Perhaps because it is more cost effective, easier to deliver or because it means people in different locations get the same training?
If so, take a moment to ask yourself;
The answer is, yes… and no.
People learn by practising what they have been taught and some argue that can’t be done in front of a computer. Of course, we disagree.
Technology has advanced a lot over the years (stating the obvious!) One additional way learners today can practice their skills in an online eLearning course is through simulations, completing activities that create realistic, on-the-job experiences.
However, there are conversations, connections, and commitments that can’t be recreated via technology.
But with a good management team, and a well thought out training programme, including 1-2-1’s or group sessions for example, those elements can still be achieved alongside an eLearning course.
“There are advantages to both modes of delivery, and as training organisers, it’s our job to identify the best, most sustainable way to pass on information so that it sticks”.
So where does the journey begin when adopting online training as a tool to complement and reduce the hassle and cost of face to face training?
Creating an eLearning course from content that has been delivered face to face isn’t as easy as cutting and pasting from one file into another.
An 8-hour workshop doesn’t transform into a 15-minute online module. The first step is to identify the “must have” content. What must the learners understand after they’ve completed your course?
Use this information to identify the learning objectives and move to step two.
Can the content fit into one module? Or, maybe this is a series of eLearning modules that build on one another? Will everything be covered online, or do some components need to be covered in-person?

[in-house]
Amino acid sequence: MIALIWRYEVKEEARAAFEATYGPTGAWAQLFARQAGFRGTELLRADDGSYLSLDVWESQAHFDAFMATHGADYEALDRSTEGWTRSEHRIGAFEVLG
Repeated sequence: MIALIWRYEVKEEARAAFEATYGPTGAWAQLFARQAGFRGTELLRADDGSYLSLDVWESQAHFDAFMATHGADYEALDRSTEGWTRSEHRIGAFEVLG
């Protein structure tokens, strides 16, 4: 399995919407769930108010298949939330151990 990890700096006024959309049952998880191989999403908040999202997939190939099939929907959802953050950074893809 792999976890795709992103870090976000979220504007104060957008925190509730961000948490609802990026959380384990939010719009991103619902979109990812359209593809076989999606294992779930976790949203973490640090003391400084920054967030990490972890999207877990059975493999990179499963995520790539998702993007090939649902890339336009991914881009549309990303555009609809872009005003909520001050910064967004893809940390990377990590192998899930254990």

(Hint: this is where you can utilise blended learning to ensure learners benefit from the best bits of all training methods available.)
Identify the structure you’ll be using, look for ways to make the learning come alive, and move to step three.
We all know learners get attached to “how it’s always been done.” To avoid a rebellion, make sure you get buy in from key people or groups when transitioning face to face learning content to a new, eLearning format.
If you don’t get support from others, your transition won’t succeed and you’ll be back at square one.
Demonstrate that you have the right content, that it’s going to be delivered in the most effective way possible, and you’ll be able to engage advocates that will help make the transition easier.
Once your advocates are on board, move to step four.
Learners who have been around for a while may be resistant to the new way of learning.
That’s why you must be open and communicate about the transition. Be sure to do so early in the process, learners who are resistant to the change will need time to ask questions and adapt.
Use your advocates from Step 3 as part of your communication plan, ask them to emphasise how delivering the content via eLearning is a win for the organisation.
Regardless of whether you’re delivering the content face to face or via eLearning, remain committed to creating engaging, sustainable, and results-based learning material and you’re on your way to a successful course.
To discuss your learning management further, give us a call on 01325 734 885 today. We can talk through a variety of options with you, from purely online learning to a blended approach, how to choose and brand your LMS, and whether an Off The Shelf eLearning course or custom content tailored to your organisation will suit your needs and your budget best.